"Yea, the stars are not pure in his sight," reads the Book of Job. "How much less man, that is a worm?" Typical. As Bartlett's Familiar Quotations will attest, worms are the most famously low vermin in literature. People are usually the writers' real targets, but worms take the rhetorical beating. Jonathan Edwards, for instance, invoked them to rail, "A little, wretched, despicable creature; a worm, a mere nothing, and less than nothing; a vile insect that has risen up in contempt against the majesty of Heaven and earth." Worms are the acme of insignificance.
And yet biologists love them. Granted, researchers' affection falls mainly on the roundworm Caenorhabditis elegans, an inoffensive microscopic beastie. As I write this, John E. Sulston of the Sanger Center in England and Robert H. Waterston of Washington University have only just published the complete genetic sequence for C. elegans. For the first time, science knows all the genetic information that makes up a multicellular animal. That brilliant accomplishment foretells the completion of the Human Genome Project just a few years from now, when we will similarly know all the genes of humans.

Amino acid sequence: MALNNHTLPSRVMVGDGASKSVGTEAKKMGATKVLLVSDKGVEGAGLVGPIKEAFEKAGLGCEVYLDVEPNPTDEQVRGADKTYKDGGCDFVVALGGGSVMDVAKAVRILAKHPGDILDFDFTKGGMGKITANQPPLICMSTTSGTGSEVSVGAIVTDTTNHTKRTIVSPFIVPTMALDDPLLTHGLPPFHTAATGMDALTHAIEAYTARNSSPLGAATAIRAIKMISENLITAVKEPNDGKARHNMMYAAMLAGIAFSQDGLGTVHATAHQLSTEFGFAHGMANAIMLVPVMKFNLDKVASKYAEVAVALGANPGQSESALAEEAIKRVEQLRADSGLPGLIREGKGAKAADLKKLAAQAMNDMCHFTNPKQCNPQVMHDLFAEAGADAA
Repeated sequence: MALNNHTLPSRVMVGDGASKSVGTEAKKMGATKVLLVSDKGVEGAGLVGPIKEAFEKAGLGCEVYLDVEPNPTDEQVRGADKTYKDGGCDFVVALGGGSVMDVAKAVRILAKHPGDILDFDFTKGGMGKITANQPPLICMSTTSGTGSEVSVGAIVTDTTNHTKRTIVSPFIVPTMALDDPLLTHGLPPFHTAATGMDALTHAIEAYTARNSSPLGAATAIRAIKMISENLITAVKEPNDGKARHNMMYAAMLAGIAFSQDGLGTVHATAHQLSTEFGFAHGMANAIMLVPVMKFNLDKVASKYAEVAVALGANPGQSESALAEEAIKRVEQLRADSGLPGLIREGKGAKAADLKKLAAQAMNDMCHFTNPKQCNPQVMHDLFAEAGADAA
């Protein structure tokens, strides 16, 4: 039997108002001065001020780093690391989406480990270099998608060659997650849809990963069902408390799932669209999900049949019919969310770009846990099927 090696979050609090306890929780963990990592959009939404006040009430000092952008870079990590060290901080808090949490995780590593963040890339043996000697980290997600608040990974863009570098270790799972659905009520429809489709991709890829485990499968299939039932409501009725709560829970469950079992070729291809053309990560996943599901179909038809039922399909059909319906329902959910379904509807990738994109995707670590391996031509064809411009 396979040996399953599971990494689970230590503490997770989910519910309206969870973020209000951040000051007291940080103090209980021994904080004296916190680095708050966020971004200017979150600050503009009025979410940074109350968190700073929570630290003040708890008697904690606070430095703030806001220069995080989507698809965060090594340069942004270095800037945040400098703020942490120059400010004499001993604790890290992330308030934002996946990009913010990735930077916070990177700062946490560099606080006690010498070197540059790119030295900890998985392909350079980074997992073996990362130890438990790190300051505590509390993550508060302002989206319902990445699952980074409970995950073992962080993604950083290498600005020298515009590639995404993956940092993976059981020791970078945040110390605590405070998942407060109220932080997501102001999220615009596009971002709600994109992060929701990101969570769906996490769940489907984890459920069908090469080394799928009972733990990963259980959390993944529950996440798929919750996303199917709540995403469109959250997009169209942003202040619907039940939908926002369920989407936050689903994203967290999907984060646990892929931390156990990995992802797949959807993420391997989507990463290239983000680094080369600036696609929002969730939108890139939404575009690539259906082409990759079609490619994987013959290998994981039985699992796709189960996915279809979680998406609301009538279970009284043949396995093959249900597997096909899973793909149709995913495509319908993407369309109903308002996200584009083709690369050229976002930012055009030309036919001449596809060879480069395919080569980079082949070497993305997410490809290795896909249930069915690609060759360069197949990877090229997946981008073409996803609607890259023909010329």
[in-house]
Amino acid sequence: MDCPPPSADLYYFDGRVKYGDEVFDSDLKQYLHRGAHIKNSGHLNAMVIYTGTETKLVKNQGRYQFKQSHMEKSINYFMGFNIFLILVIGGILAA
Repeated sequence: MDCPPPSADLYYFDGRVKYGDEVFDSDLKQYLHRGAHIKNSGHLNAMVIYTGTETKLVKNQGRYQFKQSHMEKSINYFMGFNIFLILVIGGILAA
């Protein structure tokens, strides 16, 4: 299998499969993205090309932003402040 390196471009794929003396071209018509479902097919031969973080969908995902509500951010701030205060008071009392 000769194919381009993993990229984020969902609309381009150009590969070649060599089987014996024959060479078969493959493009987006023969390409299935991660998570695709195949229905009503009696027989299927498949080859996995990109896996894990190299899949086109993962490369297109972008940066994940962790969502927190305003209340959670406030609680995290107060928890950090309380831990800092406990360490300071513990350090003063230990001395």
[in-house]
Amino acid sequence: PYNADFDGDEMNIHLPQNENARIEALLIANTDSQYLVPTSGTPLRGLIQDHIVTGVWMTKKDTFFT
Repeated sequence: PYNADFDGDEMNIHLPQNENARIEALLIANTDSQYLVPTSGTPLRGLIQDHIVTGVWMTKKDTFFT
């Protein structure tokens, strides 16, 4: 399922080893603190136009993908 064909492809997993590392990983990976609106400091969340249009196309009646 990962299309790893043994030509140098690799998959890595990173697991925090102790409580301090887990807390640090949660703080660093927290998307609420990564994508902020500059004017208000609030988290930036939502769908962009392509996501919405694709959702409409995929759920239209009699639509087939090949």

This article was originally published with the title Worm Gets the Early Bird.